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Creating Havens in a World Marked by Cancer

by JoAnn Semones, PhD

Wellness image At a time when you are feeling unsafe and vulnerable, it is important to find and create havens. When my partner, Julie Barrow, was diagnosed with cancer, we needed people, places, and things around us to rekindle our spirit and restore our sense of balance. We stumbled upon six concepts that provided us with a sense of refuge, helped us cope, and saw us through treatment.

1. Let People Help You
In fact, it doesn’t hurt to ask for help. You deserve it. Let someone hold you, cook for you, drive you to appointments. Make up a schedule for visits with family and friends. Let them come to you. If there is anything special you need, ask them to bring it or ask them to do it. They will.

2. Keep Your Sense Of Humor
A little tumor humor can help get you through the day. Wear hats, pins, Winnie the Pooh shoes, stickers on your bald head. Carry stuffed animals. Let the world know what is happening. You will be surprised at the gifts you receive, not the least of which is a smile or a hug.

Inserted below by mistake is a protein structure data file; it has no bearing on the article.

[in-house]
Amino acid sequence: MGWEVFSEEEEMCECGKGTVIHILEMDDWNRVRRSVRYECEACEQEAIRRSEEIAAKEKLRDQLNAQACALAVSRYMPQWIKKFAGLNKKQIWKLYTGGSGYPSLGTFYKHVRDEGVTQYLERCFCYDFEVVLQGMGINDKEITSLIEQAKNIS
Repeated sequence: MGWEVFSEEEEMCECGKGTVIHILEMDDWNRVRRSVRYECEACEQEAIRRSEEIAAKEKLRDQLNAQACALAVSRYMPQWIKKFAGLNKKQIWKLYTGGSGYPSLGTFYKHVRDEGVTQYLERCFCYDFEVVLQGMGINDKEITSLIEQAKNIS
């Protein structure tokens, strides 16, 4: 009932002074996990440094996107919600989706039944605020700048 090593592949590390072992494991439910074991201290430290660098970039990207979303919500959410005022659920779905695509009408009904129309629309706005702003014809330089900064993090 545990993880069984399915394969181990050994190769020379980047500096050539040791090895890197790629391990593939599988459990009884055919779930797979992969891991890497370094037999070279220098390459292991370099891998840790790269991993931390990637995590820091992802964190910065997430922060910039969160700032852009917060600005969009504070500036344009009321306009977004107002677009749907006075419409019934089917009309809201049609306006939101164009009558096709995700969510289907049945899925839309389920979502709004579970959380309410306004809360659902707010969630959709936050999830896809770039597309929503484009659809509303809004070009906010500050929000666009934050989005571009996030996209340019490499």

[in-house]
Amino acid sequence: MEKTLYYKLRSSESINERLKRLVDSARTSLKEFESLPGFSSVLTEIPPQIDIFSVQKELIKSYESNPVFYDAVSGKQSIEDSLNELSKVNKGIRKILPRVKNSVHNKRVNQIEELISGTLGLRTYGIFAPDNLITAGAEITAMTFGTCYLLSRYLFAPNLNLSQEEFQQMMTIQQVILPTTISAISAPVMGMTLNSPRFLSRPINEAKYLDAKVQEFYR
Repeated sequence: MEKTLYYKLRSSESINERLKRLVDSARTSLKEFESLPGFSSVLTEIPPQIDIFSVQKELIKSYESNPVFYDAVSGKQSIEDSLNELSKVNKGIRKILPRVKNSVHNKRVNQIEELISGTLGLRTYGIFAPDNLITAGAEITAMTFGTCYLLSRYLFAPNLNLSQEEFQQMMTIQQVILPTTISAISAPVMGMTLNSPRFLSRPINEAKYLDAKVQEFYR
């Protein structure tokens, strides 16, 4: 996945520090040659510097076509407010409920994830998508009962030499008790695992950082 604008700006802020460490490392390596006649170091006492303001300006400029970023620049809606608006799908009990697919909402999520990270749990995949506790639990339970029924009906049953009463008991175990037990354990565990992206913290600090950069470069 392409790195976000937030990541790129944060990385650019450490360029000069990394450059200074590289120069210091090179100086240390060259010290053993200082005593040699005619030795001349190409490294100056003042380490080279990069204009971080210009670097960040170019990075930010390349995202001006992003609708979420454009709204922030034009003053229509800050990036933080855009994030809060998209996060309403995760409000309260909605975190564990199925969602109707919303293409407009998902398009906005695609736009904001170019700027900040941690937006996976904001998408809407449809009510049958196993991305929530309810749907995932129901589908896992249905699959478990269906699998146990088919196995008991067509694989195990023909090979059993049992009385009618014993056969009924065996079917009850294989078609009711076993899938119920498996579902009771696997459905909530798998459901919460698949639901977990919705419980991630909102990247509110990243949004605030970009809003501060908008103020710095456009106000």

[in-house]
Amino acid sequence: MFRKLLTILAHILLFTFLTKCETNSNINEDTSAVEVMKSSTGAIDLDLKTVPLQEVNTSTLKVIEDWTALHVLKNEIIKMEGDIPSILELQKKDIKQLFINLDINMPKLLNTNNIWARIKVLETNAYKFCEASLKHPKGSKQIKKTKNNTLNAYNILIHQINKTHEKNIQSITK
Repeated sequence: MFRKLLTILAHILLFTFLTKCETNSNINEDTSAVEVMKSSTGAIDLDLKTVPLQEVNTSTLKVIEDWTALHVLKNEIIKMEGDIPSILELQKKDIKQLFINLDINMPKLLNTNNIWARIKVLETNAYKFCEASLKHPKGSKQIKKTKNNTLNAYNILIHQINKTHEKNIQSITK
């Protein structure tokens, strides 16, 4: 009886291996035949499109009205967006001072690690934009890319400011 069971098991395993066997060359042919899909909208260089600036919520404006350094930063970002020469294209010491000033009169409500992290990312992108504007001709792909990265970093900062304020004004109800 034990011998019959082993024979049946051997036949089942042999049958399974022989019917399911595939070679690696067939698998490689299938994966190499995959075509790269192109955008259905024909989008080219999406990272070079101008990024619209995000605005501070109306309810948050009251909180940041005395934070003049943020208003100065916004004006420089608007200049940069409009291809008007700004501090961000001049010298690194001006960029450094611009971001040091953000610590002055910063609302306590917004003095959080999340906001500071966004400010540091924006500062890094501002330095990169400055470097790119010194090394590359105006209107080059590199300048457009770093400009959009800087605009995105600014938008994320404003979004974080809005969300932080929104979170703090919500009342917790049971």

3. Go Coastal
Visit a lighthouse, tide pool, or seabird refuge. It will take you outside of yourself. Consider becoming a volunteer to help protect these vital cultural and natural resources. They are important symbols of life, and most of us need to be part of something greater than ourselves.

4. Cry, Grieve
Sometimes, it is okay to be a wimp. You don’t always have to be Wonder Woman. This is a hard time. Let your feelings out. Don’t hold them inside. It is part of the healing process, renewal, and moving on. You will find letting go will let in more courage.

Author of Article photo

Dr. JoAnn Semones

7. Regenerate, Revitalize
Do something just for yourself. Write, paint, read, create mandalas, play music, go out to dinner, see a movie. Set time aside each week for your own special spa day. You will feel refreshed and ready to face whatever comes next.

6. Always Carry Your Pocket Angel
It will help you remember that you are never alone. It is like carrying a prayer in your pocket and knowing that we are all making this journey together. Julie carries an extra one to share with anyone in need. Even when you need so much yourself, it is a good feeling to help others.

♦ ♦ ♦ ♦ ♦

Dr. JoAnn Semones is an author, historian, and caregiver. Her stories have appeared in a variety of publications, including Surviving magazine, Healing Environments, the Chicken Soup for the Soul book series, and Stanford University’s anthology Learning to Live Again. To find out more about JoAnn and her writings, visit www.gullcottagebooks.com.

This article was published in Coping® with Cancer magazine, September/October 2008.